There's no reason to believe a six-digit PIN is substantially more secure than a four-digit PIN, according to a research paper on mobile phone passcodes. The reason? When asked to choose longer PINs, many of us choose poor ones that are inherently less secure than better, four-digit alternatives.
German-American engineers — Philipp Markert, Daniel Bailey, and Markus Dürmuth — from the Horst Görtz Institute for IT Security at Ruhr-Universität Bochum used Apple and Android's blacklist of PINs as the starting point for their research, and learned that four-digit PINs were actually as good as, if not better than, their six-digit counterparts.
A false sense of security — A four-digit PIN can create 10,000 combinations while a six-digit PIN yields about a million, which naturally makes the latter more secure, but as Markert discovered, creativity plummets when users are asked to create six-digit PINs. "Mathematically speaking, there is a huge difference, of course," Markert explains. "However, users prefer certain combinations; some PINs are used more frequently, for example, 123456 and 654321."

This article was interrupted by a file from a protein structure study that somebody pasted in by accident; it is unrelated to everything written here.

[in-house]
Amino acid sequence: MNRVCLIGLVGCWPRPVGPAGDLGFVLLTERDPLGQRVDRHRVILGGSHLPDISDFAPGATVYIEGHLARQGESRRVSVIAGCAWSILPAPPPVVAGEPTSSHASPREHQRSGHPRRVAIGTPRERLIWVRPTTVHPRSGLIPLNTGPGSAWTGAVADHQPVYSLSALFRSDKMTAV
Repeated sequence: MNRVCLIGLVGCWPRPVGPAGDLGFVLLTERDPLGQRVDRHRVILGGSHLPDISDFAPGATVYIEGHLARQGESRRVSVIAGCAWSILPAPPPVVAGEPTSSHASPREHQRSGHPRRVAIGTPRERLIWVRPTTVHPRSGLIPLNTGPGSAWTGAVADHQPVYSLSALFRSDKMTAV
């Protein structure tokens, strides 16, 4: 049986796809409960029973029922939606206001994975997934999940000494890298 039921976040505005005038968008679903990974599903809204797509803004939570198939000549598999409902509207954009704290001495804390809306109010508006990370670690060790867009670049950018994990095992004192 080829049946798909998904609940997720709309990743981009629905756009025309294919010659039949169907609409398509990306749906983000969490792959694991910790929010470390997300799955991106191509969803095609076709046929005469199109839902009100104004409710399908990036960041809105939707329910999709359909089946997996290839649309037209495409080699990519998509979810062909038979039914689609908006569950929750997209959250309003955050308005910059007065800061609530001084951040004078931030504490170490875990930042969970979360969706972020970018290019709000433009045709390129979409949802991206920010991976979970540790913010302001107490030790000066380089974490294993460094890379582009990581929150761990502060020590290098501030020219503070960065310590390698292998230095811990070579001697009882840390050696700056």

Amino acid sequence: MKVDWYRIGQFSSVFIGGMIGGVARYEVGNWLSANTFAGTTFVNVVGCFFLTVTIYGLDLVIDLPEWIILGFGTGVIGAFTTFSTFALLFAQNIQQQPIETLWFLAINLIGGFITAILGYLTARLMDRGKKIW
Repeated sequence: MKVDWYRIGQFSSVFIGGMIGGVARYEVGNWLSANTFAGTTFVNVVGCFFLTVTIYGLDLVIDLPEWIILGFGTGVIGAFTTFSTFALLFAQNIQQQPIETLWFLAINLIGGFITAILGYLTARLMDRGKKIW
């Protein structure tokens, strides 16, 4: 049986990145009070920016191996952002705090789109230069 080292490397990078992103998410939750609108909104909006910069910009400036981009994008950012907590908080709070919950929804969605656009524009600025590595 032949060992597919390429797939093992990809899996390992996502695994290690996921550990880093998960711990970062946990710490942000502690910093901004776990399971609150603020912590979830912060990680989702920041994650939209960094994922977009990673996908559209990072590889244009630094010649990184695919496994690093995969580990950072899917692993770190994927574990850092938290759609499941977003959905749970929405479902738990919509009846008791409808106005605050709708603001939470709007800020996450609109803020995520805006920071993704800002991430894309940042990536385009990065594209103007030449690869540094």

Dürmuth adds that it seems "users currently do not understand intuitively what it is that makes a six-digit PIN secure." How different operating systems react to multiple entries is also worth noting. For example, Apple will lock your phone down after 10 incorrect attempts at a PIN, while Android won't let you enter guesses in rapid succession. That limit on how many passcodes can be attempted means a short, more secure combination again beats an easily-guessable, longer one.
These are the combos to avoid — The study found that the most common and easily guessed four-digit PINs were 1234, 0000, 2580, 1111, 5555, 5683, 0852, 2222, 1212, and 1998. As for six-digit PINs, you should avoid 123456, 654321, 111111, 000000, 123123, 666666, 121212, 112233, 789456, and 159753. Similarly, don't use your birthday, your partner's, or your children's either, or any other date that can easily be connected to you via your online profiles.